Work Flow = Cash Flow
Some business owners equate revenue to cash flow. However, they are not the same. A company can be drowning in revenue and not be able to pay its bills. Understanding how much money there is every day or week to pay bills is critical. This helps to eliminate surprises. It doesn't matter how little cash there is to track, waiting until you think you have enough to track is a dangerous game. Understanding cash flow management allows business owners and CEOs to make better decisions up to six months in advance.
It is imperative for the organizational leader to focus on money. In addition, helping employees understand cash flow can provide a big boost to productivity. In other words, when employees understand how work flow affects billing, then they can understand how essential it becomes to get products and projects delivered to customers in a timely fashion. Let's examine some ways to stay on top of this challenge.
A period to measure cash flow can be weekly or monthly. Once this decision has been made, here is a step-by-step formula to establish your flow cycle tracking system.
1. Select your beginning and ending cash flow period.
2. Look at the amount of cash you have in the bank.
3. Subtract any payables (money actually paid out) for that period.
4. Add in receivables (money actually received) for that same period.
5. What is left is your cash on hand.
Be sure you are including payables and receivables that are actually coming in and going out.The next thing to do is to figure out your cash flow cycle. Answer the following questions:
1. Do you receive cash daily? Examples are companies that receive monies from retail or online sales every day.
2. Do you receive monies on a project-by-project basis? Remember this may include money at the beginning, mid-point, or end of a project.
3. Do you receive a deposit when the work is acquired and the remainder when the work is completed? (An example of this might be Attorneys. Typically, they will receive money up front and then place it in a trust from which to draw as a case proceeds.)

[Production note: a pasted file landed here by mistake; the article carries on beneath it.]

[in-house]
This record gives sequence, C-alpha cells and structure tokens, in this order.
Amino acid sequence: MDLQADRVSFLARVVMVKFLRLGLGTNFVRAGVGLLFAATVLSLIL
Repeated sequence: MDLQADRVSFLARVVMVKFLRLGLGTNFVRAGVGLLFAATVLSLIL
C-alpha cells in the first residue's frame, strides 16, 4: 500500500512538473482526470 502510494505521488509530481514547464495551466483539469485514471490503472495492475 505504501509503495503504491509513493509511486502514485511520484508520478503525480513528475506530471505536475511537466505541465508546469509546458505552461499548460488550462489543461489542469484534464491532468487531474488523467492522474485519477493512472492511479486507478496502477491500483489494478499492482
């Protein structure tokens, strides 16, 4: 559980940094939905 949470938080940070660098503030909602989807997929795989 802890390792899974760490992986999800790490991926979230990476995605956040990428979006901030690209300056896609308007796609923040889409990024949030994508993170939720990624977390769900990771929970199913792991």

Understanding the wax and wanes of your cash flow system allows for better decision making around how quickly you may need to replenish cash, as well as around marketing and sales plans.
If you are new at tracking cash flow, then weekly tracking might be best at first. Continuing for four weeks is probably a good idea. Once you have a handle on your cash flow, you can then make a determination about how often you want to conduct the tracking process. After several months, you will have a much better perspective on your cash flow cycle. Here are some questions to ask about your cash flow.
1. How well is cash being managed?
2. How fast or slow is cash coming in?
3. Who in your organization should know about cash flow?
4. How should cash flow information be disseminated to those involved in the cash flow process?
Remember to include your employees in understanding how the company makes money. In addition, it is important to understand that a company never has too little cash flow to track. By paying close attention to how cash flow is tracked, business owners and CEOs can leverage even a small amount of cash and sometimes, especially since early on in a business, a little is all there is! Therefore, ensuring that everyone understands that work flow=cash flow will make a positive difference for your entire organization.